The mountains of Krasnaya Polyana attract local and foreign tourists in search of snow and Caucasus elevations. The most popular winter resort is Roza Khutor, which has 80kms of ski trails and an impressively long ski season. Prices, in comparison to many European ski resorts, are on the decidedly low end of the scale.

Going up

Much of Sochi could be mistaken for being in Switzerland or Austria, but prices are a lot more affordable. 
Much of Sochi could be mistaken for being in Switzerland or Austria, but prices are a lot more affordable. 

Visit in summer and you’ll see an entirely different side of this mountainous province, which is best reached via a network of ski-lifts, gondolas and cable cars. Gliding overhead, you’ll get an unexpected juxtaposition of fauna – fir, oak, pine and juniper trees happily nestle beside tropical palms and flowering rhododendron. Keep an eye out for the deer, goats, boar and even the odd bear that call these forests home. And don’t forget your jacket – it may be a balmy 27°C on the ground but travel a few thousand metres higher and you’ll be able to scrape together a few snowballs. Then stop for lunch at Vysota 2320 on Rosa Peak, the highest point in the region, where hearty Russian and Georgian food, plus breathtaking views from a height of 2,320 metres, await. Finally, descend the mountain and take a selfie at the flag-covered Olympic Village, in front of the Olympic rings, with the mountain peaks as a stunning backdrop.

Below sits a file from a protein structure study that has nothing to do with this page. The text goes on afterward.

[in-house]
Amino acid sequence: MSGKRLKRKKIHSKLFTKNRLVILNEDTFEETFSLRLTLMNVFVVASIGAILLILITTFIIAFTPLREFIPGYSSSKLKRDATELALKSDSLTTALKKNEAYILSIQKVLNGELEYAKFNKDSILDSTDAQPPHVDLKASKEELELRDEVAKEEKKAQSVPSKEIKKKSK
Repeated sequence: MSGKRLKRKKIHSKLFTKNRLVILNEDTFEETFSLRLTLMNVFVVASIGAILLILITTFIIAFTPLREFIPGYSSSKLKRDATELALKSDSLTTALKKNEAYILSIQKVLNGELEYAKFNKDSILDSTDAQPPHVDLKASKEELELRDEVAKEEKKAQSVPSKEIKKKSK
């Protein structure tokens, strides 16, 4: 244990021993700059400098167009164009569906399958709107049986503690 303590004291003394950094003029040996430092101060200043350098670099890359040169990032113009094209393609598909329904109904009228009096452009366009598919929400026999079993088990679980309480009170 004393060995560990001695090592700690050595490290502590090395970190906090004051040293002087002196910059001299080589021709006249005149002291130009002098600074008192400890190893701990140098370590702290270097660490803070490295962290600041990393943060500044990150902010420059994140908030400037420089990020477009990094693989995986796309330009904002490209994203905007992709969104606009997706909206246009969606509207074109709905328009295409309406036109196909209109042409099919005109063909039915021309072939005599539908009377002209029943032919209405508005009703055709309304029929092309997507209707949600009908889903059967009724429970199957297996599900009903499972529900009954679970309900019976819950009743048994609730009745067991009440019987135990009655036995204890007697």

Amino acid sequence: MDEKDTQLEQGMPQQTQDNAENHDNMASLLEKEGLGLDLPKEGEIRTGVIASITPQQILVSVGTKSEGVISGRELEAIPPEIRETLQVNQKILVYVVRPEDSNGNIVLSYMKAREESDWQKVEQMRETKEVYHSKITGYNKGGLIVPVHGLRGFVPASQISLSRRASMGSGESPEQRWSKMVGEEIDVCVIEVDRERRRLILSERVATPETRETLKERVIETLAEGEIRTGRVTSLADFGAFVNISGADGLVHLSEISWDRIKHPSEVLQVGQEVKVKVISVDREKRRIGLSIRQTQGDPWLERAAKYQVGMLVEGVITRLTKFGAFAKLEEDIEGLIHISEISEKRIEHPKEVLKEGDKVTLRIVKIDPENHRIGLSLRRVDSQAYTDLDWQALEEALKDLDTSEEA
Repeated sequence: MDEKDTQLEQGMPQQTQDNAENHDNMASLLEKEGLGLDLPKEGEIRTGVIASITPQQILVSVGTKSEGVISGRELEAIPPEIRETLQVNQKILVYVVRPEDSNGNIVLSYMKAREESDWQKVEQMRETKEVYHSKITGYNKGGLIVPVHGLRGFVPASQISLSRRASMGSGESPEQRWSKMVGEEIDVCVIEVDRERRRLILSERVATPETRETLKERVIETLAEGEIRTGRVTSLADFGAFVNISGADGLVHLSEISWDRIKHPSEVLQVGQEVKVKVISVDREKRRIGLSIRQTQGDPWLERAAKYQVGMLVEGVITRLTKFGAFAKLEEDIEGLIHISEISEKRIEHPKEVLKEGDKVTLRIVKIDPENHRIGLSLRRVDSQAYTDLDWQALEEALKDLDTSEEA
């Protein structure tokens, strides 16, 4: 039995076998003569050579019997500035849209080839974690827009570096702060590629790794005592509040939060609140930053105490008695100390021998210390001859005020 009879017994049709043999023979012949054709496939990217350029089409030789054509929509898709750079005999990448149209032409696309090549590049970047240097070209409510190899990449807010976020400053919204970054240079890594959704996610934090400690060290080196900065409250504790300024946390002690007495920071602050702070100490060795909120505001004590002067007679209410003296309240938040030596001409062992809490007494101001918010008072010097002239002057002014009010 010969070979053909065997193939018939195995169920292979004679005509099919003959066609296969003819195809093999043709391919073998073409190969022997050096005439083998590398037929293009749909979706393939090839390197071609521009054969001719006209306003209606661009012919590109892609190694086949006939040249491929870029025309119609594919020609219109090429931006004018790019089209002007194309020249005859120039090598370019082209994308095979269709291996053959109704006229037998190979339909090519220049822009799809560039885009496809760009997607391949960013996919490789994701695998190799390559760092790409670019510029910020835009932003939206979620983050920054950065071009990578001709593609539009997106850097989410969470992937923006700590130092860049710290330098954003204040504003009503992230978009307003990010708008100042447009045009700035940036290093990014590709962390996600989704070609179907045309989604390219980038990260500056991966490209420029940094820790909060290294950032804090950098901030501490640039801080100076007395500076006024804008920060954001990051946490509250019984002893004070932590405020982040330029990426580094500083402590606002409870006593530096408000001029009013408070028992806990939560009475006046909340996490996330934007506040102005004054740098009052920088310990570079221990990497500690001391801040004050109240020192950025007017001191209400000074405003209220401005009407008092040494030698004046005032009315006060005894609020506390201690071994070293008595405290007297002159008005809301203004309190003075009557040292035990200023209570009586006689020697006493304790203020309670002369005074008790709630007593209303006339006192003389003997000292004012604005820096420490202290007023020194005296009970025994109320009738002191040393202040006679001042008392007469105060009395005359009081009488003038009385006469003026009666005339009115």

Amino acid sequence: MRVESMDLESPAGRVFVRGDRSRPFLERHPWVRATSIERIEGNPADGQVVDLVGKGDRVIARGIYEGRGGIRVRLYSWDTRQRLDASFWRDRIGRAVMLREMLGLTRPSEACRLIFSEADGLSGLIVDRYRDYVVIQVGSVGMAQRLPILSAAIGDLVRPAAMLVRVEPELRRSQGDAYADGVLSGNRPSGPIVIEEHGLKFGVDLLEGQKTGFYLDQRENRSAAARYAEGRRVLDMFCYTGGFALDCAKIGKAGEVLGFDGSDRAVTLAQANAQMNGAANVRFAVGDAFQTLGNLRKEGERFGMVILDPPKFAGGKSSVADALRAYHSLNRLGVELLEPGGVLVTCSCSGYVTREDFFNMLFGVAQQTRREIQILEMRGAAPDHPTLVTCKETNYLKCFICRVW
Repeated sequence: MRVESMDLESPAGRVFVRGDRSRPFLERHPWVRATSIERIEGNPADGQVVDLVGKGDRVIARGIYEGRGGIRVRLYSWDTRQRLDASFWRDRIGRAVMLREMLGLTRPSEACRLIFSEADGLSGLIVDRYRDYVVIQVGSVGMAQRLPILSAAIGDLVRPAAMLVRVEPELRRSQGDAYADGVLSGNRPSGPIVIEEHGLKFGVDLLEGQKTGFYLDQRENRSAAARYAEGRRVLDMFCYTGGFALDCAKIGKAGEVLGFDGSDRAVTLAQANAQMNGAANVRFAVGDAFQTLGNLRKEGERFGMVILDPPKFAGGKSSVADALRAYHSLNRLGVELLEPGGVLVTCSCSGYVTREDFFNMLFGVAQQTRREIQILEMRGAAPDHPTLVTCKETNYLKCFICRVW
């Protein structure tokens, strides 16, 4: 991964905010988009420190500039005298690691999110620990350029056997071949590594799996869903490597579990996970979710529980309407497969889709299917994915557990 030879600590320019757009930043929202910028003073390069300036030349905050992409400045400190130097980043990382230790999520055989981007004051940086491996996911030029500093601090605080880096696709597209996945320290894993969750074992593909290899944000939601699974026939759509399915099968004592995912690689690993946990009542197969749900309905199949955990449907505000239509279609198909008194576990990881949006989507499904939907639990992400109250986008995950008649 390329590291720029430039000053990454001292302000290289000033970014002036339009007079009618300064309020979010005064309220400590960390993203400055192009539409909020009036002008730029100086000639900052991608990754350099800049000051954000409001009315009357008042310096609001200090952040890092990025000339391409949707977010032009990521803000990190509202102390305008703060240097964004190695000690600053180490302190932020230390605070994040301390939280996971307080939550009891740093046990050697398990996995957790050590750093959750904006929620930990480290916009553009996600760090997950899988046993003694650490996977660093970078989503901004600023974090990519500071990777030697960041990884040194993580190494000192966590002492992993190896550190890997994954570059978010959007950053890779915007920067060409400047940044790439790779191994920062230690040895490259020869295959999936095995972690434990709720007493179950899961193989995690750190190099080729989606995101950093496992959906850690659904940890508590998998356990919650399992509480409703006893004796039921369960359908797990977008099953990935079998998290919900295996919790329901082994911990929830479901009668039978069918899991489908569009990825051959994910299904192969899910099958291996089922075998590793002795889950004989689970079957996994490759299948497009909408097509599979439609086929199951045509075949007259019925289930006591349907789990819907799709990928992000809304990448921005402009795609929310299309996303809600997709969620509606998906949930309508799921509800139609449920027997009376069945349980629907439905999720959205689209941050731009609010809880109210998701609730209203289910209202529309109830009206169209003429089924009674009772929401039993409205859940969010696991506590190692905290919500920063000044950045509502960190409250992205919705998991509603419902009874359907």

Gorky Gorod is a mountain resort where cable cars and gondolas used as ski-lifts in winter act as handy traveltors in summer. 
Gorky Gorod is a mountain resort where cable cars and gondolas used as ski-lifts in winter act as handy traveltors in summer. 

Not too far from Roza Khutor is Gorky Gorod (disembark at Esto-Sadok train station, if you’re travelling by rail). This resort town is home to the longest night-ski track in the area, and another popular choice for summer weekends. The tiny village has its own private beach on the Black Sea, dozens of open-air restaurants, cafes and shisha bars, live music and an aqua park. There’s a plethora of hotels in Gorky Gorod so you won’t struggle to find a place to stay that fits what you’re looking for in terms of budget and activities.

The spa at Rixos Krasnaya Polyana Sochi. Courtesy Rixos hotel
The spa at Rixos Krasnaya Polyana Sochi. Courtesy Rixos hotel